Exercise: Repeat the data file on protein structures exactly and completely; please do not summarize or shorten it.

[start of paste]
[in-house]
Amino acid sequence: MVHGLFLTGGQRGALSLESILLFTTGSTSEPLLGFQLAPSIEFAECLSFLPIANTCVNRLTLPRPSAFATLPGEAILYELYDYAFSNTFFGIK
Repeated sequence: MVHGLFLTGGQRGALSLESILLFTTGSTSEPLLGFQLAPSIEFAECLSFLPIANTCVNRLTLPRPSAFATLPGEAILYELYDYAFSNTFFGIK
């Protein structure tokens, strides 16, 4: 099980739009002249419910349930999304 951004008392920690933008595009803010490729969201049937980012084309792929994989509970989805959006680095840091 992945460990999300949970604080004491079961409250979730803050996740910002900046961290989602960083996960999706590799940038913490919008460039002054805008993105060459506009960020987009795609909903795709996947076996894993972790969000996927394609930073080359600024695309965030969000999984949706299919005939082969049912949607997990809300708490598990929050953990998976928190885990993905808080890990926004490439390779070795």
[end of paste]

[in-house]
Amino acid sequence: MVHGLFLTGGQRGALSLESILLFTTGSTSEPLLGFQLAPSIEFAECLSFLPIANTCVNRLTLPRPSAFATLPGEAILYELYDYAFSNTFFGIK
Repeated sequence: MVHGLFLTGGQRGALSLESILLFTTGSTSEPLLGFQLAPSIEFAECLSFLPIANTCVNRLTLPRPSAFATLPGEAILYELYDYAFSNTFFGIK
């Protein structure tokens, strides 16, 4: 099980739009002249419910349930999304 951004008392920690933008595009803010490729969201049937980012084309792929994989509970989805959006680095840091 992945460990999300949970604080004491079961409250979730803050996740910002900046961290989602960083996960999706590799940038913490919008460039002054805008993105060459506009960020987009795609909903795709996947076996894993972790969000996927394609930073080359600024695309965030969000999984949706299919005939082969049912949607997990809300708490598990929050953990998976928190885990993905808080890990926004490439390779070795």